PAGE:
If things go as planned, I’m going to do something this weekend that I haven’t done in years…..set foot in a UU church on MLK Jr. Sunday. anyway…
I think about movement work a lot.
King is such a overwhelming figure that so often it is overlooked that it was women–Black women–who sustained the Civil Rights Movement. Women like Coretta Scott King (who was an activist in her own right). Ella Baker. Rosa Parks (you know she had a life before refusing to give up that seat on the bus, right?). Fannie Lou Hamer. Pauli Murray. Amelia Boynton. and so many others whose names are only minorly known.
Even more, how about women like Ida B. Wells, Frances Ellen Watkins Harper (a Unitarian), Fannie Barrier Williams (a Unitarian), Nannie Burroughs, Mary Church Terrell, Sadie T.M. Alexander; women who are in those generations before the 50s/60s CRM?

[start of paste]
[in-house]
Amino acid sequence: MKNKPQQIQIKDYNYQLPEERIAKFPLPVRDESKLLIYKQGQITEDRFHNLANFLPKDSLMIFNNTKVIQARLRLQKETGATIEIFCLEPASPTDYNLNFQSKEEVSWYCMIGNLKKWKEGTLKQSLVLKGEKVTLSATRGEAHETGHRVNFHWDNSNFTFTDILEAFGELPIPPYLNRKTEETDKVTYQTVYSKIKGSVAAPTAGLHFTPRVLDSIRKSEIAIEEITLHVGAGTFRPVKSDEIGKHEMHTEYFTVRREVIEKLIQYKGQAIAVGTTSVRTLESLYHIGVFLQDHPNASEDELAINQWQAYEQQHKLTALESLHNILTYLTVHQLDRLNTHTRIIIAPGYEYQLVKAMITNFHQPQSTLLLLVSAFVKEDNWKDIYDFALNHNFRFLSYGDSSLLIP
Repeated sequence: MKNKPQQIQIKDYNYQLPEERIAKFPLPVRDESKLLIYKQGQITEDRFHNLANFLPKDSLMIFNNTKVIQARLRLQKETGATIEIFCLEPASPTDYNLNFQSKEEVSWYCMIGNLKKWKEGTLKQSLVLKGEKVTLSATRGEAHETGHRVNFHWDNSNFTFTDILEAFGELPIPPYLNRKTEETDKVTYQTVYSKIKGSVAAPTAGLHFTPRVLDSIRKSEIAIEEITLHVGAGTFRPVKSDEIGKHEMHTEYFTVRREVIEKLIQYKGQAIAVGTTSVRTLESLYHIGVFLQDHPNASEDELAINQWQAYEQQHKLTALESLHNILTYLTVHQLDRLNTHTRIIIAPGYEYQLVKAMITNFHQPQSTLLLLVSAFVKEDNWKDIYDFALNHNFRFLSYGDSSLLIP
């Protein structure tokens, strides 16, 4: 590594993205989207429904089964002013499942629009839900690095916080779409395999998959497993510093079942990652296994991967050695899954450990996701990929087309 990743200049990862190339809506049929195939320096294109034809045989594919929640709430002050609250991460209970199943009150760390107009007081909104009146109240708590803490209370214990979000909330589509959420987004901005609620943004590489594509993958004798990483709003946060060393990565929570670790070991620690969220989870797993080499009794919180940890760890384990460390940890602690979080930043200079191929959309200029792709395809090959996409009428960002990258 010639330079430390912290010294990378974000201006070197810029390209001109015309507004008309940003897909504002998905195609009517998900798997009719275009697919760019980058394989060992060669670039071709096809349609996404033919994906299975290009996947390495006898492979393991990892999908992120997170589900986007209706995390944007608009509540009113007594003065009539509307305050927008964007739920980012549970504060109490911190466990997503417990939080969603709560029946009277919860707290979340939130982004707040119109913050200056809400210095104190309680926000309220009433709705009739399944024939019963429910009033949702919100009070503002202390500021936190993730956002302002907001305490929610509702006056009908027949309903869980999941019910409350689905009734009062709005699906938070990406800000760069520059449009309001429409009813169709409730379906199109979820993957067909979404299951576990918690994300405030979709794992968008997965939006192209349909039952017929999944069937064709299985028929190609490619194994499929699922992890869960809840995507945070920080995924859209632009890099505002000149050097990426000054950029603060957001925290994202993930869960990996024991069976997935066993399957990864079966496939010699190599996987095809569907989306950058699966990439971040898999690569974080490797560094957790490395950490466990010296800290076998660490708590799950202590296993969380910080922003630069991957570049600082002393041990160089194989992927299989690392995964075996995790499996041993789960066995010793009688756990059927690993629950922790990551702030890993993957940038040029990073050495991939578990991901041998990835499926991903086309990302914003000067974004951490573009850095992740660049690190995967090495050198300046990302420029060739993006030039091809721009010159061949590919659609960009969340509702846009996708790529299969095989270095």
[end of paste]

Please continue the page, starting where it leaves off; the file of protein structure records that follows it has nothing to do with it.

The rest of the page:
So if you are a UU minister still trying to figure out what to say on Sunday, why not try to talk about some of these women. Or talk about how Black women (especially queer and trans Black women) are generally the hardest hit by white supremacy. How, often, Black women are expected to stand up for everybody else yet nobody stands for them when they need it.
Black women have been doing the work of movement making and movement sustaining forever. On this King weekend, while he is getting most of the attention, take some time to remember who was there with him and isn’t getting the attention they deserve. As the title of the book says, (All the Women Are White, All the Blacks Are Men) But Some of Us Are Brave.